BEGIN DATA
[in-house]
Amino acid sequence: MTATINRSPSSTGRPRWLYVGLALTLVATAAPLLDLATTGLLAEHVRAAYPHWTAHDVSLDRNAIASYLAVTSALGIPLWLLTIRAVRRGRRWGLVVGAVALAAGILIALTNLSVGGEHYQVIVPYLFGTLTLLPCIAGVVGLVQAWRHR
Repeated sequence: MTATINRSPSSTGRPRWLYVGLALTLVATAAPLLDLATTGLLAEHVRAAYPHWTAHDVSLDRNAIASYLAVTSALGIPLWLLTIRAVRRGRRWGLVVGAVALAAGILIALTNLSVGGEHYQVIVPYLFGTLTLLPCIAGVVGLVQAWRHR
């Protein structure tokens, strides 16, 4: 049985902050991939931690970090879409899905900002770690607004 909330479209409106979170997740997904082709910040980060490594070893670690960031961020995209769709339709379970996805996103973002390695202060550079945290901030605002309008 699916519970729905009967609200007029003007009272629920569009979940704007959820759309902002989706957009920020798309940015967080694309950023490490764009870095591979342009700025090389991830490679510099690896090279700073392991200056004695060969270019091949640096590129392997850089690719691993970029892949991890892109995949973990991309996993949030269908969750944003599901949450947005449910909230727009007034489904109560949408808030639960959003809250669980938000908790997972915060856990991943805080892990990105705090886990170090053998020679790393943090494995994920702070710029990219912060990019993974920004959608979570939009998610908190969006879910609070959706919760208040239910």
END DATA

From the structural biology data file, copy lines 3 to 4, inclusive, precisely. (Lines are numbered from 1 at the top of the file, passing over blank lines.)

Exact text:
Repeated sequence: MTATINRSPSSTGRPRWLYVGLALTLVATAAPLLDLATTGLLAEHVRAAYPHWTAHDVSLDRNAIASYLAVTSALGIPLWLLTIRAVRRGRRWGLVVGAVALAAGILIALTNLSVGGEHYQVIVPYLFGTLTLLPCIAGVVGLVQAWRHR
């Protein structure tokens, strides 16, 4: 049985902050991939931690970090879409899905900002770690607004 909330479209409106979170997740997904082709910040980060490594070893670690960031961020995209769709339709379970996805996103973002390695202060550079945290901030605002309008 699916519970729905009967609200007029003007009272629920569009979940704007959820759309902002989706957009920020798309940015967080694309950023490490764009870095591979342009700025090389991830490679510099690896090279700073392991200056004695060969270019091949640096590129392997850089690719691993970029892949991890892109995949973990991309996993949030269908969750944003599901949450947005449910909230727009007034489904109560949408808030639960959003809250669980938000908790997972915060856990991943805080892990990105705090886990170090053998020679790393943090494995994920702070710029990219912060990019993974920004959608979570939009998610908190969006879910609070959706919760208040239910």